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Birmingham AEC Regent Appeal - January 2019 - The Return to Wythall
For me, the successful journey from Surrey to Wythall on 30 December 2018 was an achievement that stands out amongst the most remarkable experiences that I have ever had the privilege to be involved in.
Since I drove 486 northwards that day, I have had time to reflect on the six years leading up to that event, after I had agreed to the Trust's request to take on management of this complex and difficult restoration. Those of you that have followed my regular reports in 'Omnibus' since 486 made the journey in the opposite direction in the autumn of 2013 will have some idea of the extent and thoroughness of the work carried out at Ian Barrett's workshop near Dorking and the difficulties that had to be overcome. The most significant setback to the whole project was undoubtedly the failure of the engine when on road test in May 2018, an event that could not have been foreseen by Andy Baxter who had rebuilt the AEC 7.4 litre unit from a collection of components mostly salvaged from three engines that were in an extremely poor state.
The sub-standard repair by an outside contractor to the white metal bearings in the con rod big ends was not evident until the rebuilt engine was put under load, at which point one of them started to break up. As the restoration of the vehicle was covered by warranty, responsibility for rectification fell to Andy who had then to strip the engine back down to its component parts. With the original contractor now out of business the bottom end was sent to Owselbury Crankshaft Services of Winchester for re-metalling and machining. The high standard of their work and the final rebuilding of the engine by Andy is evident in the way the bus performed on the 160 mile journey back to Wythall.
After completing four days of road testing in December 2018, I felt confident that 486 was ready to make the trip home under its own power. Plans were put in place for achieving this on the weekend between Christmas and New Year, not a time when the weather and road conditions were likely to be at their best. However, I decided that, other than if the route was blanketed in snow, the bus would have to make the trip regardless. We could not leave 486 in Ian's workshop any longer as he had a queue of vehicles waiting for attention and if the bus was to be made ready for the 2019 season, it needed to be in dust-free conditions and better insulated from winter temperatures.
On Friday 28 December, I set off on the all-too-familiar route to Dorking, knowing that this was likely to be the last time I would have to make the journey in connection with 486. In the car with me was my partner Kevin Langford who came along to help with cleaning and preparing the bus for its home-coming.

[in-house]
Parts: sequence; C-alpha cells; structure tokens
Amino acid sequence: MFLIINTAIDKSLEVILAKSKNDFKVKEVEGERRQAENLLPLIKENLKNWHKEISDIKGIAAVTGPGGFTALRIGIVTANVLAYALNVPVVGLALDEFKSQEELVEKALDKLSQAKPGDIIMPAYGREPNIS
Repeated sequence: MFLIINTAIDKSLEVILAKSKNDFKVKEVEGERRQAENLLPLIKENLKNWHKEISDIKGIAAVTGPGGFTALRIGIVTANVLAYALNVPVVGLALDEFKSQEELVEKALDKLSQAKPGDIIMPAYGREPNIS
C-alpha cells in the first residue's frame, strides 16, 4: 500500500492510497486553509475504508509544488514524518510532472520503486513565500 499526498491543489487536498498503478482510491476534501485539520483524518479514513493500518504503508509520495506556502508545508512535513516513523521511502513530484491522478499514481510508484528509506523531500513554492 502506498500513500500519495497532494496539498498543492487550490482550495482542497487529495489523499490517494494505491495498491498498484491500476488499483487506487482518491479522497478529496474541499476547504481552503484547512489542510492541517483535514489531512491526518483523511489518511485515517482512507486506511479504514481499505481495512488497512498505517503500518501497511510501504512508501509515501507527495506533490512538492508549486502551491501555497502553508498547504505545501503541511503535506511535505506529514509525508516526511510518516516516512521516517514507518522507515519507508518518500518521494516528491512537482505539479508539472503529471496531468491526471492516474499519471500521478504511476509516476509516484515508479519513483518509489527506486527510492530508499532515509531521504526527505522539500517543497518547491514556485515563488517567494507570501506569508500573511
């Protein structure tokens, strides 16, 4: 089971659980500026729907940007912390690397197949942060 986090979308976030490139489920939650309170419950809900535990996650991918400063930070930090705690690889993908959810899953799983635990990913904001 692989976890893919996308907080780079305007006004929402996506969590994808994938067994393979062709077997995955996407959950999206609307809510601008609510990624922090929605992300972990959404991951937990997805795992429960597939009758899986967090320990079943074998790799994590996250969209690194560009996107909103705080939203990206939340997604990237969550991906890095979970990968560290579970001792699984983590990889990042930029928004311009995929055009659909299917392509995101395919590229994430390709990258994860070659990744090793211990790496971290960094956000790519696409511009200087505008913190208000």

On arrival at Ian's workshop I was pleased to see David Hurley who joined us to enjoy a short run on 486 as we went to fill up the fuel tank at Bucklands near Reigate. David had been especially helpful in the process of obtaining a V5C registration document for the bus so that we could retain the correct registration number, OV 4486. This was a rather long-winded and complicated process spread over years rather than months and reliant for success on David's knowledge and his reputation at DVLA in Swansea. On the Saturday morning, Jim Munro set out from Wythall with his West Midlands Travel conversion single-deck Fleetline 1956. On board with him were David and Alex Potts, Kevin Hill, Ken Westmacott, Peter Hyslop, and Jim's partner Jane Wright, plus a selection of tools and recovery apparatus so that 1956 could act as a support vehicle for the homeward run. Their arrival at Ian's workshop in the early afternoon was just after Andrew Gardner who had made the journey down from Nottingham by train and bus. Instruction was then given to the assembled party so that they were aware of what to do in case anything should go wrong with the bus, after which we set out on one last test run. Kevin Hill and Jim took turns behind the wheel, familiarising themselves with the operation of the advance and retard mechanism and quickly getting used to the combination of a big petrol engine and crash gearbox. On return to the workshop, all remaining left-over materials from the restoration were loaded onto 486 and 1956 and we retired to our B&B accommodation in Dorking to freshen up. A very pleasant evening of good food, drink and conversation then followed at an Italian restaurant and in a couple of the many pubs that the town has to offer.
Next day dawned grey but dry and fairly mild. After a hearty breakfast, Kevin Langford and I piled into my Polo and headed for the workshop, collecting Andrew and Peter from their accommodation en route. Ian was waiting to see us away and ride on 486 for the first section of the journey into Dorking. Departing at 0920 hours and we were accompanied on the first leg of this auspicious journey by Ian's landlord, farmer Andy Jackman, escorting us in his lovely red Austin Healey. Having made our rendezvous in Dorking with the rest of the party in 1956, Ian bid us goodbye and headed back to the farm with Andy in the Healey.